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Therapy Activity Helping Your Child With Processing Emotions

Activity To Help Your Child With Feelings


It is vital to provide children with space to develop their skills in processing feelings. This skill will continue to support them during childhood and adulthood.


Processing Emotions


The iceberg activity is a mental health exercise that can help kids learn how to process what they are feeling and release their emotion in a healthy and constructive way.


Imagine that you are on a boat and see a massive iceberg poking out of the water. You are aware that below the water, there is more of the iceberg. More than likely a much larger piece of ice is below the water.

Ways To Help Kids Manage Anger And Remain In Control

An example of the iceberg activity is seen below.


Your child runs to their room and slams the door. You follow and ask them how they are feeling. They tell you that they are feeling angry.


At this point, you know that anger is the tip of the iceberg. You are also aware that the behaviors they are displaying connect to anger.


The next step is trying to support your child by exploring the bottom of the iceberg. You can do this in various ways.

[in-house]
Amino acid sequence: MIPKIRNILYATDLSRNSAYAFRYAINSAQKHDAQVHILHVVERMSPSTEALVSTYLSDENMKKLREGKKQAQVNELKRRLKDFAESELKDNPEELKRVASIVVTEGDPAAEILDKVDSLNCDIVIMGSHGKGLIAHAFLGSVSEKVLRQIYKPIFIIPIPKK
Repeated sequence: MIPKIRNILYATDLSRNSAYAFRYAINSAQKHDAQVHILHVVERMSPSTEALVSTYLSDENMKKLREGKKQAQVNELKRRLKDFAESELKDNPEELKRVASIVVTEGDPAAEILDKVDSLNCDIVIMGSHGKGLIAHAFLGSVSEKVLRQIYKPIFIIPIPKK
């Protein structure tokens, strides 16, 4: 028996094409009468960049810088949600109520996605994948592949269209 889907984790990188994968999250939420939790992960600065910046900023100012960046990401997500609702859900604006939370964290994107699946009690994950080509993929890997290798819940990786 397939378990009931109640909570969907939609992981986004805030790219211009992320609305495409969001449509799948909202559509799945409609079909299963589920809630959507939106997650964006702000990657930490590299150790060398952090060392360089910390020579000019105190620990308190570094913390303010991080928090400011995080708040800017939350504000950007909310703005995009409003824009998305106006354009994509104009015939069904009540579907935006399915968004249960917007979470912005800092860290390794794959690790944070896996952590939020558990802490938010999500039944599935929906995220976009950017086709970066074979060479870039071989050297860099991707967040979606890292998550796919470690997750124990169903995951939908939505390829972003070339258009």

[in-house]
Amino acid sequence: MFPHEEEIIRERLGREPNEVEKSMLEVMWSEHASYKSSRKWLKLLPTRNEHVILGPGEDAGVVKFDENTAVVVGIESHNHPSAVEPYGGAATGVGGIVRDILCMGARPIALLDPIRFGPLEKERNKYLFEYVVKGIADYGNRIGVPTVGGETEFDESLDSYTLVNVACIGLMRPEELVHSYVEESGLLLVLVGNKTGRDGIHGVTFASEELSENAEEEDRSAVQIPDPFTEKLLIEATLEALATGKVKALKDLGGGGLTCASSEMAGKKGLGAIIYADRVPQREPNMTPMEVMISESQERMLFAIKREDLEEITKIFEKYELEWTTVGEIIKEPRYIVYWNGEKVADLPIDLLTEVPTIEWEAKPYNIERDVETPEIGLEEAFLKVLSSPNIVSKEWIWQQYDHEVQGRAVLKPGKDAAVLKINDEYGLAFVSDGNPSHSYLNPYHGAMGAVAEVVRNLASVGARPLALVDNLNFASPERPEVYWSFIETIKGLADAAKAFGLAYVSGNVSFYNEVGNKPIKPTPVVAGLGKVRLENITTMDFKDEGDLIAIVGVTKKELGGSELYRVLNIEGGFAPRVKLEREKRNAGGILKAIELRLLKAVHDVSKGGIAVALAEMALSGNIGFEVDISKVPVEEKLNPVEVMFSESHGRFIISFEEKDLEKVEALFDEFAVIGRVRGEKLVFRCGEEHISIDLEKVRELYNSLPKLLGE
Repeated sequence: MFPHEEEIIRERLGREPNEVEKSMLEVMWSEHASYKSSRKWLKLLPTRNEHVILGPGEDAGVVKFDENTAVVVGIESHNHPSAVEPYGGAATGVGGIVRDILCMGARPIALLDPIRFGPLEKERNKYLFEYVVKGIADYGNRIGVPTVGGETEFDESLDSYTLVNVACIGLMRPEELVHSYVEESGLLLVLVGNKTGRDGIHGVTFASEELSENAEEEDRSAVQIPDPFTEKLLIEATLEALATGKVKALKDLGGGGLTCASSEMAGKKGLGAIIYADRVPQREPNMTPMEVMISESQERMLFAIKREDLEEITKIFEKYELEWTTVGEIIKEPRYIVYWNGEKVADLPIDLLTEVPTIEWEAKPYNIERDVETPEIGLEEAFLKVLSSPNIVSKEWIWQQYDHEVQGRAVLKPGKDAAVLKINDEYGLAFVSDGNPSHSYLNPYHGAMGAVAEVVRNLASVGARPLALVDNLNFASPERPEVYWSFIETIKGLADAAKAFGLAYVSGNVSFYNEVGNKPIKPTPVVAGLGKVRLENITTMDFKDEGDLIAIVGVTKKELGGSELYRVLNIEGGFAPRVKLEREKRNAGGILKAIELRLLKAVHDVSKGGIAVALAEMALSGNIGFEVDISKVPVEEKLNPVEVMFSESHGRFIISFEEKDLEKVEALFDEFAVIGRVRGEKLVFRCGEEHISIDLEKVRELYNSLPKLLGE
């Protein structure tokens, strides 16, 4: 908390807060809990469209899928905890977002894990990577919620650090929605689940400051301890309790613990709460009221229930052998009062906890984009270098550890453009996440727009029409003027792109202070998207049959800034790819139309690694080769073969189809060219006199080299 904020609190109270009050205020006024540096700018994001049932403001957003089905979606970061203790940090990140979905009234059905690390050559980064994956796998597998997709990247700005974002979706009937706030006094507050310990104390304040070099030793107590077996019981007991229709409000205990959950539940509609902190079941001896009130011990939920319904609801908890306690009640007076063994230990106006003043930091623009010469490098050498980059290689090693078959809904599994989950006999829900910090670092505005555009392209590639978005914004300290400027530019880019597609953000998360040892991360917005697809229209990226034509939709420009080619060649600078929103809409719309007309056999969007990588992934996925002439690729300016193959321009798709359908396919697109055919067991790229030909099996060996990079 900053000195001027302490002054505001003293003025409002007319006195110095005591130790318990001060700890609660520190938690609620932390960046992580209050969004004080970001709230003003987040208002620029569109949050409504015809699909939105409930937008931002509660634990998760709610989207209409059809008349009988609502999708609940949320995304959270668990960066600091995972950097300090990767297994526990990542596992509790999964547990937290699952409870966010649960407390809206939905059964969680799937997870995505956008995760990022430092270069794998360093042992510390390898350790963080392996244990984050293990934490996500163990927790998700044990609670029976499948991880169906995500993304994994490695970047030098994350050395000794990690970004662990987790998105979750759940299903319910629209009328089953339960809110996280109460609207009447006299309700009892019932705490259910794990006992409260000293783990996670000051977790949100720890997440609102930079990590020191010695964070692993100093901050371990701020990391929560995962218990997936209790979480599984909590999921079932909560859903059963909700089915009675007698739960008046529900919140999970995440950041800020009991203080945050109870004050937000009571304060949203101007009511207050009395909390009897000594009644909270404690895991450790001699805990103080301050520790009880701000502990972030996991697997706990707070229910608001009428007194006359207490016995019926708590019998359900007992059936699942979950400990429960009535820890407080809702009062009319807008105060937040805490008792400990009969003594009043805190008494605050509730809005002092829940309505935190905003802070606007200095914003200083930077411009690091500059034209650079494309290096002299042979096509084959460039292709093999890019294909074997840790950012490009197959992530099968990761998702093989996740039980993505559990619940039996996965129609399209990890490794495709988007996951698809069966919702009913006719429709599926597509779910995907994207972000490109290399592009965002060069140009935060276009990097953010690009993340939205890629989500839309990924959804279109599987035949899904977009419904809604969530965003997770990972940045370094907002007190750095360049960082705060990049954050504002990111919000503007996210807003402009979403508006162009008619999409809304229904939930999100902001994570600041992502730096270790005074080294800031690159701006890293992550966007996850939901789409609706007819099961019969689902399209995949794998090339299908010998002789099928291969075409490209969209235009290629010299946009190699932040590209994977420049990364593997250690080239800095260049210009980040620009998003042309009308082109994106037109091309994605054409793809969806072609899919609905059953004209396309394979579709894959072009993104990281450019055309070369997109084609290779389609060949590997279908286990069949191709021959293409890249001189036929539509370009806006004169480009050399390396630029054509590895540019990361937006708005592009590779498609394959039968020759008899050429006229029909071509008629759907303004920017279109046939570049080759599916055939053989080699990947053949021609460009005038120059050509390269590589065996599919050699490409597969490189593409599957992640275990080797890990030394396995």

Draw an iceberg on a sheet of paper with a horizontal line in the middle. Encourage your child to fill in the bottom of the iceberg. Questions that can help them include:

  • What were you feeling today that led to you being angry?
  • Other than feeling angry, what else did you feel?
  • Before you felt angry, what did you feel?


This is a wonderful activity to complete one to two times per week. Not just when there is a loud issue that takes place. Practicing this activity consistently supports your child in building strength by processing their thoughts and feelings in a healthy and productive way.


Benefits of using the iceberg activity:

  • Helps your child with understanding what they are feeling.
  • Helps your child explore different types of feelings.
  • Helps your child process their feeling and behavior.
  • Helps your child shift away from unhealthy behaviors.

For more readings on therapy support for parents and kids see the links below: